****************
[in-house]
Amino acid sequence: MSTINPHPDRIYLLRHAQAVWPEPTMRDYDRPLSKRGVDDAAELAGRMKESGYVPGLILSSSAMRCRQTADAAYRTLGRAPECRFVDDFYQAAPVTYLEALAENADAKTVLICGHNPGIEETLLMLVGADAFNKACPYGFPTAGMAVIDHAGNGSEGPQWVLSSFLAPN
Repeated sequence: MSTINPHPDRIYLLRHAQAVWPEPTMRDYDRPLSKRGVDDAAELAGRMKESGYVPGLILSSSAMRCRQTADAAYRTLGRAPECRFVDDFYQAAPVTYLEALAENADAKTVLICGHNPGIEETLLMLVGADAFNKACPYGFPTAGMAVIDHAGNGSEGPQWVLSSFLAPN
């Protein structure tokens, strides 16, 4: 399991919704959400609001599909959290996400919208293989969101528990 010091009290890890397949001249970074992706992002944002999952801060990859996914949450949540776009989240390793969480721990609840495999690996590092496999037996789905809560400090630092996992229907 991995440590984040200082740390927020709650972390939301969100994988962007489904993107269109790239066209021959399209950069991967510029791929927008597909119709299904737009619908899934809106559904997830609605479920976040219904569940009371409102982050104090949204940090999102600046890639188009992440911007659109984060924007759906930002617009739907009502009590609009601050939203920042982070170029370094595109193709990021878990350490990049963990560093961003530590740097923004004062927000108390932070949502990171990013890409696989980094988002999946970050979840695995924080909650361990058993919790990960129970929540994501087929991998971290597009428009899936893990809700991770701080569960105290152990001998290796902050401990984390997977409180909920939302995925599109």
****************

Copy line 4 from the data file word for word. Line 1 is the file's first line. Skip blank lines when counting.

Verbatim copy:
């Protein structure tokens, strides 16, 4: 399991919704959400609001599909959290996400919208293989969101528990 010091009290890890397949001249970074992706992002944002999952801060990859996914949450949540776009989240390793969480721990609840495999690996590092496999037996789905809560400090630092996992229907 991995440590984040200082740390927020709650972390939301969100994988962007489904993107269109790239066209021959399209950069991967510029791929927008597909119709299904737009619908899934809106559904997830609605479920976040219904569940009371409102982050104090949204940090999102600046890639188009992440911007659109984060924007759906930002617009739907009502009590609009601050939203920042982070170029370094595109193709990021878990350490990049963990560093961003530590740097923004004062927000108390932070949502990171990013890409696989980094988002999946970050979840695995924080909650361990058993919790990960129970929540994501087929991998971290597009428009899936893990809700991770701080569960105290152990001998290796902050401990984390997977409180909920939302995925599109």